top of page

Targets....friend or foe?

Updated: Apr 2

Over the years the word 'targets' being muttered in a training or coaching session has produced some interesting responses. Some organisations are very pro-target, while others consider targets, KPIs and other performance measures to be an anathema to the VCSE sector.

At CAP we believe that good targets drive good behaviour, can positively improve performance and almost certainly improve outcomes for clients, whereas bad targets encourage bad behaviour in staff and volunteers and the needs of the client gets lost.

Whether setting targets is a good idea for a social enterprise depends on several factors, including the nature of the enterprise, its mission, and its goals. Here are some considerations to help you assess whether targets are appropriate for your social enterprise:

  1. Mission Alignment: Targets should align with the social enterprise's mission and values. If the targets support the organization's broader social or environmental goals, they can be beneficial in driving progress toward those objectives.

  2. Relevance - Choosing targets that measure impact (outcomes) rather than measuring activities (outputs) could encourage staff to focus more on the client's needs and objectives and less on how that client needs to be supported.

  3. Measurability: Targets should be measurable and quantifiable. It's essential to have clear metrics to track progress effectively. This might include metrics related to social impact, environmental sustainability, financial performance, or other relevant areas.

  4. Accountability: Targets can help create accountability within the organization. When individuals or teams have specific goals to work toward, it can foster a sense of responsibility and motivate them to perform at their best.

  5. Adaptability: Social enterprises often operate in dynamic environments where conditions may change rapidly. Targets should be flexible enough to accommodate shifts in circumstances or priorities while still providing a sense of direction.

  6. Balancing Profit and Purpose: Social enterprises typically aim to balance social or environmental impact with financial sustainability. Targets should reflect this dual objective, ensuring that the organization remains financially viable while also advancing its social mission.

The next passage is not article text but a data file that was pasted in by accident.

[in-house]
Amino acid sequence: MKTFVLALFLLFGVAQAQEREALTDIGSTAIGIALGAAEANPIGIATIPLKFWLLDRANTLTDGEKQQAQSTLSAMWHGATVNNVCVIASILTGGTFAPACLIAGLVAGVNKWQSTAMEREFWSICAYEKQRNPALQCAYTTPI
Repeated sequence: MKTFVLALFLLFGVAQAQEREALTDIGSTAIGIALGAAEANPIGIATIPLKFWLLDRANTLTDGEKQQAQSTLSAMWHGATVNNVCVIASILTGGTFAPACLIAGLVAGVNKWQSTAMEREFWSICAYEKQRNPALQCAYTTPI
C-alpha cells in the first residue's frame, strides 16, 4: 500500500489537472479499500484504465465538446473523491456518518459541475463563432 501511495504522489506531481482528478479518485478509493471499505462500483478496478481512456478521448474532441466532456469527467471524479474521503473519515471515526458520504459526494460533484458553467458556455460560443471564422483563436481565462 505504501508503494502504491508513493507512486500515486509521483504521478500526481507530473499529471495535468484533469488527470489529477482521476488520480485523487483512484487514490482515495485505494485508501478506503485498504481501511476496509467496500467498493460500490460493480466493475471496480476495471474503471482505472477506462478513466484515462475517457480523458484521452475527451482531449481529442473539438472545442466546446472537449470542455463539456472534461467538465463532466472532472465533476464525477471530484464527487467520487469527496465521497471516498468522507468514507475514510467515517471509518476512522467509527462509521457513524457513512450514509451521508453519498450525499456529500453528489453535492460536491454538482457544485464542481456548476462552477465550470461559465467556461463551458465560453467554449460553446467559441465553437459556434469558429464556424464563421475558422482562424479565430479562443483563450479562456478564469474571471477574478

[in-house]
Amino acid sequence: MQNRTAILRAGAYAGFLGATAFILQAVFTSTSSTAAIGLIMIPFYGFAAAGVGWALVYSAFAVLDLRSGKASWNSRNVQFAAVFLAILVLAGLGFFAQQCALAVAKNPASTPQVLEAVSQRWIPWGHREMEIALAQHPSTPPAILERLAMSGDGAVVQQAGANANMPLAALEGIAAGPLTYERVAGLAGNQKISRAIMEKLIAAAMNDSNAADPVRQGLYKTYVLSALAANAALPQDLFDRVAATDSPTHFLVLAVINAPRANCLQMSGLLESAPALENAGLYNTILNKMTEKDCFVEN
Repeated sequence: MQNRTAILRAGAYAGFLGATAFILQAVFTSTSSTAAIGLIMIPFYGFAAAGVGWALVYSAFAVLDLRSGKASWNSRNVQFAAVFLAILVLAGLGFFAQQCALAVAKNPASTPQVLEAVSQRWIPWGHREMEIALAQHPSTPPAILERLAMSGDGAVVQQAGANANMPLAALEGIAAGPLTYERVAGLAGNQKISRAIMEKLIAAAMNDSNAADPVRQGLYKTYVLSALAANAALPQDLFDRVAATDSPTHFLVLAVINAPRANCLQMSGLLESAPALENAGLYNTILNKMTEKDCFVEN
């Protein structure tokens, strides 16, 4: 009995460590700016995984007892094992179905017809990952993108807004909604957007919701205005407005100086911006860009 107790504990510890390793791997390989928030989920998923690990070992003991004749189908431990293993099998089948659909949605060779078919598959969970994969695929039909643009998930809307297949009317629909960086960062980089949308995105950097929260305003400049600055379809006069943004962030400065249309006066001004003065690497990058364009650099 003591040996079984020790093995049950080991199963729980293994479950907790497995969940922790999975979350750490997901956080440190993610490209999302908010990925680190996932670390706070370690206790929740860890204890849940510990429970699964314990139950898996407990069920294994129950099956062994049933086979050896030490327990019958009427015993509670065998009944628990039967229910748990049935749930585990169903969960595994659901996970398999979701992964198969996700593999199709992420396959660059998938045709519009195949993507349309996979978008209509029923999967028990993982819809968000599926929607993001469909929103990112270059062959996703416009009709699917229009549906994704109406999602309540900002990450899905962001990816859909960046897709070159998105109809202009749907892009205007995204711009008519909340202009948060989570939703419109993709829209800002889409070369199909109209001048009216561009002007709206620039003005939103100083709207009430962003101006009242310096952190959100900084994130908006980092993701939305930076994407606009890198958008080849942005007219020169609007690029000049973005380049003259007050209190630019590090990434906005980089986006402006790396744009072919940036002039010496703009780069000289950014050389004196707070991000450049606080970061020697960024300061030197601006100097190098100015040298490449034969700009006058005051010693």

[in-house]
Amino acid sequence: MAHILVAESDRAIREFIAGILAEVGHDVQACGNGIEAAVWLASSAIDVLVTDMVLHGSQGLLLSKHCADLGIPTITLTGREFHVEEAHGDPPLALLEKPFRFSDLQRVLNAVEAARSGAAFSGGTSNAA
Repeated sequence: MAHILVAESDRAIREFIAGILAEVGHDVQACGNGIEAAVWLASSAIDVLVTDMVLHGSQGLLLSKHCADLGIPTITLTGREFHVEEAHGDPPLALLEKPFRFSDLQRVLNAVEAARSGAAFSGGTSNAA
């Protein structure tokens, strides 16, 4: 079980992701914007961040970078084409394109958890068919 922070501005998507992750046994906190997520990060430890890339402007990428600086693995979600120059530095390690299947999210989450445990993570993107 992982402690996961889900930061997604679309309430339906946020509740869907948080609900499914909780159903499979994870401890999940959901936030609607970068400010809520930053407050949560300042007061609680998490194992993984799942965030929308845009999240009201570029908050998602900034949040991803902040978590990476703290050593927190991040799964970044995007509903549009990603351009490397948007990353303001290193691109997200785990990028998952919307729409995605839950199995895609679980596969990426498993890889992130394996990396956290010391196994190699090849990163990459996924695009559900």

7. Stakeholder Involvement: Engaging stakeholders in the target-setting process can enhance buy-in and support. This might involve consulting with beneficiaries, employees, investors, and other relevant parties to ensure that targets reflect their perspectives and priorities.

  8. Ethical Considerations: Targets should be set in a way that avoids unintended negative consequences or unethical behaviour. For example, setting overly ambitious targets that incentivize cutting corners or compromising on ethical principles could undermine the organization's mission in the long run.

  9. Transparency: Transparently communicating targets and progress toward them can build trust with stakeholders, including customers, donors, and the broader community. It demonstrates the organization's commitment to accountability and impact.

  10. Achievement - Some organisations are working in particularly challenging environments - supporting clients with particularly complex needs, under financial pressure, overwhelmed by demand, pressure on staff wellbeing - so having met a target can generate much needed positivity and celebration. Let's face it, we could all do with an injection of that from time to time.

Ultimately, whether targets are beneficial for a social enterprise depends on how well they are aligned with the organization's mission, values, and broader goals. When set thoughtfully and implemented effectively, targets can be a valuable tool for driving positive social and environmental change while ensuring organizational effectiveness and sustainability.

16 views0 comments

Recent Posts

See All

The Unlikely Lads - collaboration partners explained

From our experience, the VCSE organisations that do the best and last the longest are ones that proactively work with a wide range of partners, stakeholders and others. Working in isolation is exhaust


bottom of page